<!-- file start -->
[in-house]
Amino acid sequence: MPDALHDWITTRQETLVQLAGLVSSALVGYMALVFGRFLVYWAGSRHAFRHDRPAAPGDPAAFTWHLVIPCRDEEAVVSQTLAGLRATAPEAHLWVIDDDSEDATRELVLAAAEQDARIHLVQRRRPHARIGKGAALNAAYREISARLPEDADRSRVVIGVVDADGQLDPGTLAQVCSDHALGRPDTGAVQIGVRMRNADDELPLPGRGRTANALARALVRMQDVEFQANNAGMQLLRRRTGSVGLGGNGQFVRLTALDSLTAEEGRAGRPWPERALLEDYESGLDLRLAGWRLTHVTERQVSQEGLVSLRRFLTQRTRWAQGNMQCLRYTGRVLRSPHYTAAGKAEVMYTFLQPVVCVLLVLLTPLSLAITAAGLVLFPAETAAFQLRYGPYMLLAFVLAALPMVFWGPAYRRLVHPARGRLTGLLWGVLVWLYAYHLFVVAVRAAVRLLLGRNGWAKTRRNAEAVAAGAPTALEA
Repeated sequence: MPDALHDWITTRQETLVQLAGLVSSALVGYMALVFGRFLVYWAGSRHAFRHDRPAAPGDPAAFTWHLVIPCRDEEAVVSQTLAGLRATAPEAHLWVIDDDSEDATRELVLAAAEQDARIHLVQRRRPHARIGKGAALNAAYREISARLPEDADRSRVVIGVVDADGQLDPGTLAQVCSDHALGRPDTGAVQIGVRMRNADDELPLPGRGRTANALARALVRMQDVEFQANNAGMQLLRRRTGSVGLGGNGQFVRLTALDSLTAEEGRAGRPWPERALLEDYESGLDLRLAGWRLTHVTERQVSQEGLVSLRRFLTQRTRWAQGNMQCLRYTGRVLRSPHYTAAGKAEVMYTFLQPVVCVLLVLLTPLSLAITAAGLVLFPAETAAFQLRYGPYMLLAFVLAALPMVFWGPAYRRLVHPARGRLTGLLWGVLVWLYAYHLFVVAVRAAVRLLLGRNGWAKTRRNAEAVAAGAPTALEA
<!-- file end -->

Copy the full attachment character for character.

[in-house]
Amino acid sequence: MPDALHDWITTRQETLVQLAGLVSSALVGYMALVFGRFLVYWAGSRHAFRHDRPAAPGDPAAFTWHLVIPCRDEEAVVSQTLAGLRATAPEAHLWVIDDDSEDATRELVLAAAEQDARIHLVQRRRPHARIGKGAALNAAYREISARLPEDADRSRVVIGVVDADGQLDPGTLAQVCSDHALGRPDTGAVQIGVRMRNADDELPLPGRGRTANALARALVRMQDVEFQANNAGMQLLRRRTGSVGLGGNGQFVRLTALDSLTAEEGRAGRPWPERALLEDYESGLDLRLAGWRLTHVTERQVSQEGLVSLRRFLTQRTRWAQGNMQCLRYTGRVLRSPHYTAAGKAEVMYTFLQPVVCVLLVLLTPLSLAITAAGLVLFPAETAAFQLRYGPYMLLAFVLAALPMVFWGPAYRRLVHPARGRLTGLLWGVLVWLYAYHLFVVAVRAAVRLLLGRNGWAKTRRNAEAVAAGAPTALEA
Repeated sequence: MPDALHDWITTRQETLVQLAGLVSSALVGYMALVFGRFLVYWAGSRHAFRHDRPAAPGDPAAFTWHLVIPCRDEEAVVSQTLAGLRATAPEAHLWVIDDDSEDATRELVLAAAEQDARIHLVQRRRPHARIGKGAALNAAYREISARLPEDADRSRVVIGVVDADGQLDPGTLAQVCSDHALGRPDTGAVQIGVRMRNADDELPLPGRGRTANALARALVRMQDVEFQANNAGMQLLRRRTGSVGLGGNGQFVRLTALDSLTAEEGRAGRPWPERALLEDYESGLDLRLAGWRLTHVTERQVSQEGLVSLRRFLTQRTRWAQGNMQCLRYTGRVLRSPHYTAAGKAEVMYTFLQPVVCVLLVLLTPLSLAITAAGLVLFPAETAAFQLRYGPYMLLAFVLAALPMVFWGPAYRRLVHPARGRLTGLLWGVLVWLYAYHLFVVAVRAAVRLLLGRNGWAKTRRNAEAVAAGAPTALEA